String players traditionally speak of left hand and right hand technique as if they were entirely separate entitities. When an understanding is gained of the spiral arrangement of the musculature, such terms should become only a means of designating the specifics of the tasks each hand performs. The hands themselves are the ends of a unified process that involves the brain and entire human structure of the player.
Percival Hodgson, in his 1934 study Motion Study and Violin Bowing, made the discovery that bowing motions themselves describe arcs and spirals. Through the use cyclegraphs (“a photographic record of the track covered by a moving object”), Hodgson was able to photograph the bowing paths of artist players (Hodgson 1958, 58).
Dart himself believed in “the universality of spiral movement."
I recalled an elderly otologist named Miller, 30 years ago in New York City, demonstrating by means of examples ranging from the spiral nebulae to the human cochlea, and from the propagation of sound to the propulsion of solid bodies, that all things move spirally and that all growth is helical.(Dart 1996, 57).
Copyright 1996 Carol Porter McCullough
Reprinted courtesy of Carol Porter McCullough
About the Author
Carol Porter McCullough held advanced music degrees from Florida State University and Arizona State University where she studied viola with William Magers. She was on the music faculty for five years at Illinois Wesleyan University, where she taught viola and was Director of the String Preparatory Department. She played in numerous orchestras, including the Grand Rapids, Kalamazoo, and Peoria Symphonies, the Arizona Opera Company and Sinfonia da Camera in Urbana, Illinois. She participated in music festivals across the U.S., including the Luzerne Center for Music, where she was a member of the Luzerne Chamber Players. Carol was a certified teacher of the Alexander Technique, completing her training with Joan and Alex Murray. She conducted workshops for the Alexander Technique for string players, musicians in general and other performing artists.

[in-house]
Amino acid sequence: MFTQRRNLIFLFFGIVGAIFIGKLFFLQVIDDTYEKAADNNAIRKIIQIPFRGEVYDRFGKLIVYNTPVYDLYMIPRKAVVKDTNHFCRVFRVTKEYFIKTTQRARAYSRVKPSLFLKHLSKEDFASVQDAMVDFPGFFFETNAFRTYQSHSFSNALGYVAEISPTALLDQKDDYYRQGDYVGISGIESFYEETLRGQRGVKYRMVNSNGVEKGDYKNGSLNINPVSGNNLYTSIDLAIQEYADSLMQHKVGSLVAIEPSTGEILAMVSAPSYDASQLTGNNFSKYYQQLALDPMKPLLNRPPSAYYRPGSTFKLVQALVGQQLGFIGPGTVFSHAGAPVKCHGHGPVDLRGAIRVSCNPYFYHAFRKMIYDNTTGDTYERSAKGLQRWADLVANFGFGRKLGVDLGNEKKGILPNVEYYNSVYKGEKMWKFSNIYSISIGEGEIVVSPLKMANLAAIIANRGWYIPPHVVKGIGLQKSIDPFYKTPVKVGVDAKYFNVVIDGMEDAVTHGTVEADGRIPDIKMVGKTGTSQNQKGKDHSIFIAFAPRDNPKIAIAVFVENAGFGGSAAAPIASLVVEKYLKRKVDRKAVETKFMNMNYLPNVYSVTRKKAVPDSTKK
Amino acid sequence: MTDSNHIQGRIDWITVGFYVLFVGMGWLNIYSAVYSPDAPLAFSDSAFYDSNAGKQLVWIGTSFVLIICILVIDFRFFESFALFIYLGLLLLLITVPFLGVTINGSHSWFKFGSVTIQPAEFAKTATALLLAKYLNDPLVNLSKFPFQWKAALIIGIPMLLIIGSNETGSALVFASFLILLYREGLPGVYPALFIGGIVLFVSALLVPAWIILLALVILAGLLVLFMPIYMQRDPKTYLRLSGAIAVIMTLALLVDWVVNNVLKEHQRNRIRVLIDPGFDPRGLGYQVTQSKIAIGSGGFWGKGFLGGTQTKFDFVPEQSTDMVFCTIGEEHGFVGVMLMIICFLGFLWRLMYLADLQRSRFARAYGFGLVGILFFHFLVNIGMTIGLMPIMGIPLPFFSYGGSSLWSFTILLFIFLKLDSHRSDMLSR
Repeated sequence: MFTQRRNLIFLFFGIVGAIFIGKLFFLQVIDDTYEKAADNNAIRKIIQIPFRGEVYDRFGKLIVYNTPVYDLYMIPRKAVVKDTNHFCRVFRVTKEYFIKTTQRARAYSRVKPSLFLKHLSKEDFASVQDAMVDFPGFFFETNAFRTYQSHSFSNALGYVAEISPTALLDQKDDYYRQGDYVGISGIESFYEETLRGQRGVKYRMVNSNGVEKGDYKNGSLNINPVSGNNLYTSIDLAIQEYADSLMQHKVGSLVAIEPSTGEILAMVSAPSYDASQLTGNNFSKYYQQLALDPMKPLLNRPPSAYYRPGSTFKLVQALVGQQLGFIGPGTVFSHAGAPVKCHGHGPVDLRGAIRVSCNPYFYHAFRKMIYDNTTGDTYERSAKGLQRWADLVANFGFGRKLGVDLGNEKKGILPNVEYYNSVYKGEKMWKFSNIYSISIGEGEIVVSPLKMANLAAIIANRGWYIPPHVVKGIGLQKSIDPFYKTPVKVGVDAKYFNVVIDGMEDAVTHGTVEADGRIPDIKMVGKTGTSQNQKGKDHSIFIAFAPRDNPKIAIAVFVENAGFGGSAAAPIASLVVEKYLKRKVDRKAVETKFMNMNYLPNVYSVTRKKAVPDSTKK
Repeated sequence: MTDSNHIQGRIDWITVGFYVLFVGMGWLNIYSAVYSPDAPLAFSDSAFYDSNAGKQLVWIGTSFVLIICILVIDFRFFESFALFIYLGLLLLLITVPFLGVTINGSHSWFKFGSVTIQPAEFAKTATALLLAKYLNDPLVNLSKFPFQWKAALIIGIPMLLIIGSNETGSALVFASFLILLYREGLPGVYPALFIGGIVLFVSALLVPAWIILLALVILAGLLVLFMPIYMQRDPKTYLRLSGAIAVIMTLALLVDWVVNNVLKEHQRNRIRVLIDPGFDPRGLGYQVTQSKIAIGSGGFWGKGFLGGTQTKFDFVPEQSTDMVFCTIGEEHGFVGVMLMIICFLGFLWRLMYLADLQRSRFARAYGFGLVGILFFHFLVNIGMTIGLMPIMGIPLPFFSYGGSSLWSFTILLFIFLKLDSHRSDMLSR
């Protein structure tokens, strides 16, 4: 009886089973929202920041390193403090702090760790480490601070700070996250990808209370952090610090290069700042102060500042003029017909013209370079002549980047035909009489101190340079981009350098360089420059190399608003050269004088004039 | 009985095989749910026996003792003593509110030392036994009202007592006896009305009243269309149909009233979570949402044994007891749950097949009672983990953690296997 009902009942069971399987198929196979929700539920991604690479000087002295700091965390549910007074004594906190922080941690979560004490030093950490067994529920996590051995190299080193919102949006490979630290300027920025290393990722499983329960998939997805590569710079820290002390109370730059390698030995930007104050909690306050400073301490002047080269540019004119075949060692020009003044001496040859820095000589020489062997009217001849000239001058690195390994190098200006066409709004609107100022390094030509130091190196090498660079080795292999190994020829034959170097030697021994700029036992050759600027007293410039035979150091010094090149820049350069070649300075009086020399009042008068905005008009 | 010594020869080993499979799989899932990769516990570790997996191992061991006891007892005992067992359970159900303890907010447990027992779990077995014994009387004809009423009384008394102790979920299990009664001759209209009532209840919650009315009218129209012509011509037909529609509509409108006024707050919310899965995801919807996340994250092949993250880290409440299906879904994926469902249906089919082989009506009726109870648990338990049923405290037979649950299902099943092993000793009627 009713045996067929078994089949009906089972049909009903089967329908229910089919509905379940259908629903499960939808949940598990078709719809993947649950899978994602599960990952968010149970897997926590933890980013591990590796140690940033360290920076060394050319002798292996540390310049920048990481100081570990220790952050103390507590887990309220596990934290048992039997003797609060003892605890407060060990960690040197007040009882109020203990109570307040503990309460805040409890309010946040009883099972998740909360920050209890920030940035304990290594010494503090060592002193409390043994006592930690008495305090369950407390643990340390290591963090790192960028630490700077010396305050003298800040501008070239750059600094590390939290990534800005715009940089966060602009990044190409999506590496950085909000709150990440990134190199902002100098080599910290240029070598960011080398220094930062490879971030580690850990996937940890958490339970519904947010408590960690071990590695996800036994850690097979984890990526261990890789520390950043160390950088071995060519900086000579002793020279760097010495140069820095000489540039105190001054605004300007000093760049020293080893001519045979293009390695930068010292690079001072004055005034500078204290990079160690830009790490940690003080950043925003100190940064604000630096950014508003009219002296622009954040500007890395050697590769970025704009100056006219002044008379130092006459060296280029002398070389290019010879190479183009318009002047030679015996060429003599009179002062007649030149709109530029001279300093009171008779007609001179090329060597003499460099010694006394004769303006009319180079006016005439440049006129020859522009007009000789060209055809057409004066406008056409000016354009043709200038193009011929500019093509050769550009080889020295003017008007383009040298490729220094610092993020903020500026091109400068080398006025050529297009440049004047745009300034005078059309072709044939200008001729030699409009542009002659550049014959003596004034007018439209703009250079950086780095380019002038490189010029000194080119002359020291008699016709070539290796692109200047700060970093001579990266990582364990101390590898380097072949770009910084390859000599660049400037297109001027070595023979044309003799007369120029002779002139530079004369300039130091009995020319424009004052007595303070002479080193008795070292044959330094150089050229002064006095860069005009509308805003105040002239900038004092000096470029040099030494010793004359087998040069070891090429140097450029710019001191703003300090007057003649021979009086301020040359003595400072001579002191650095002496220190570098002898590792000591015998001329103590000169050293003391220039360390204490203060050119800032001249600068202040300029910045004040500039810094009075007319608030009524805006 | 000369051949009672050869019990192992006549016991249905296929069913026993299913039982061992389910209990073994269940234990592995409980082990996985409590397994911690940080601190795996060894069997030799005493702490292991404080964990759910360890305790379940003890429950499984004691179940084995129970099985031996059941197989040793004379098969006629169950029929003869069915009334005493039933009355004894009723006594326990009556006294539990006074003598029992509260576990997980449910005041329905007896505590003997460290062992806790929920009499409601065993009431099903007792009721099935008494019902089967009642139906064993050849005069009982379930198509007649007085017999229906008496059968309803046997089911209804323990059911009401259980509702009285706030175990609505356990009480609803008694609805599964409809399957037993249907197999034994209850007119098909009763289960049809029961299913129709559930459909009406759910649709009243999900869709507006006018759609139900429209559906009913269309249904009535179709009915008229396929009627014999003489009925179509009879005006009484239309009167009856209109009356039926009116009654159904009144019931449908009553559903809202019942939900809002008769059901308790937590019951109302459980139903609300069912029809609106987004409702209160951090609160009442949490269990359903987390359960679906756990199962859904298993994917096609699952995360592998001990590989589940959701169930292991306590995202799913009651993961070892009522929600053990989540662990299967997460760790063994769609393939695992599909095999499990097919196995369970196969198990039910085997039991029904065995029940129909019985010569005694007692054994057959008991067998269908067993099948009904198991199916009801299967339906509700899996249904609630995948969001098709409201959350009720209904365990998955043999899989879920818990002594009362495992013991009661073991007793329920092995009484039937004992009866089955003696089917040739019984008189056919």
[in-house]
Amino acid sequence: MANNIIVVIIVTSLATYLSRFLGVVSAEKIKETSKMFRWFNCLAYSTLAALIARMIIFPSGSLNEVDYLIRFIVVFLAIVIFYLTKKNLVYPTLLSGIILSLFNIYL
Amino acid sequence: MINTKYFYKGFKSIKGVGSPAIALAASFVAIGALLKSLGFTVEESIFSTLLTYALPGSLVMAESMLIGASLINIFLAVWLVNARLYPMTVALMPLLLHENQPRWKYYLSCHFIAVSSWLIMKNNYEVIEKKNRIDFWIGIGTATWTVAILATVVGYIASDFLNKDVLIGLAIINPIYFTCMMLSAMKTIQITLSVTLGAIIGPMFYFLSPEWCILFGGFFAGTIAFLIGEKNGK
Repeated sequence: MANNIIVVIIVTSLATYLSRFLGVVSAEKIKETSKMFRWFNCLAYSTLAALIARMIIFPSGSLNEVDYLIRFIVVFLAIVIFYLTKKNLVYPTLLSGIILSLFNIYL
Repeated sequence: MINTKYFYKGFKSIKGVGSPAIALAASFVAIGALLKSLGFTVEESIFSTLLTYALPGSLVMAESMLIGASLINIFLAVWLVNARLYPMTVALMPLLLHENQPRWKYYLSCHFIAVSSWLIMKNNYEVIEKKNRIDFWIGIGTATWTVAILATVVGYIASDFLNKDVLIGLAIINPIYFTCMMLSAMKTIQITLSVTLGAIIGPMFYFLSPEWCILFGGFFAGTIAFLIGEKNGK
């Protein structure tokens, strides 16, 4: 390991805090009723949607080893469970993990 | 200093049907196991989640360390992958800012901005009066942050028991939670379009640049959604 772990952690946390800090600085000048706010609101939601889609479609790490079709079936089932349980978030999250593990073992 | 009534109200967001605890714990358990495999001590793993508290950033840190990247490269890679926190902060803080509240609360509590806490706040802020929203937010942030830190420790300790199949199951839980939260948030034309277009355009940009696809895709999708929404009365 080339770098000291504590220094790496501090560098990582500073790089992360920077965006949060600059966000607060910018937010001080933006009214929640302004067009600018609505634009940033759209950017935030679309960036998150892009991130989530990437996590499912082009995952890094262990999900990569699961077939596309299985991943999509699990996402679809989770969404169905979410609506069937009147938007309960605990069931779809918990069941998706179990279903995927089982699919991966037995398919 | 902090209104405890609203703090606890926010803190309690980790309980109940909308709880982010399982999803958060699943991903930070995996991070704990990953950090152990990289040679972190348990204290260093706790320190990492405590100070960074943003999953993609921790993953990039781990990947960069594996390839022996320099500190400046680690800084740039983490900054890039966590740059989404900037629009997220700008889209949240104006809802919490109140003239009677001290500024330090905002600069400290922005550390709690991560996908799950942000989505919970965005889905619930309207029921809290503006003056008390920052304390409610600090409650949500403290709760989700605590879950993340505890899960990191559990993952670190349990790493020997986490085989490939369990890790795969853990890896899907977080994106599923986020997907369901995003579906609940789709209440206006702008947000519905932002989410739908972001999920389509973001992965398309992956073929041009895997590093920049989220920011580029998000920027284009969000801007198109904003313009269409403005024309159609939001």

For more information about Carol McCullough's work, contact: Brian McCullough.
Alexander, F. Matthias. 1995. Articles and Lectures. Ed. Jean M. O. Fischer. London: Mouritz.
Alexander, F. Matthias 1932. Reprint. The Use of the Self. Los Angeles: Centerline Press. Original edition, New York: E. P.Dutton & Co., Inc.
Carrington, Walter, and Sean Carey. 1992. Explaining the Alexander Technique: The Writings of F. Matthias Alexander. London: The Sheildrake Press.
Dart, Raymond A., 1996. Skill and Poise. Ed. Alexander Murray. London: STAT Books.
Hodgson, Percival. 1958. Motion Study and Violin Bowing. Urbana: American String Teachers Association.
Books on Raymond Dart and the Alexander Technique
Skill and Poise by Raymond Dart. 1996. Includes the following writings by Raymond Dart: “Voluntary Musculature in the Human Body: The Double-Spiral Arrangement,” first published in The British Journal of Physical Medicine, December 1950, “The Significance of Skill” 1934, “An Anatomist's Tribute to F. Matthias Alexander” 1970, “The Postural Aspects of Malocclusion” 1946, “The Attainment of Poise” 1947, “Weightlessness” 1961. Also includes “The Dart Procedures” by Alexander Murray.
Beginning from the Beginning: The Growth of Understanding and Skill. A Conversation about the Dart Procedures with Joan and
Neuromuscular Anatomy, Child Development, and Evolution for the Alexander Technique. AT Anatomy Weebly by Alexander Murray and Anna LeGrand.
“The hands themselves are the ends of a unified process that involves the brain and entire human structure of the player.” –Carol Porter McCullough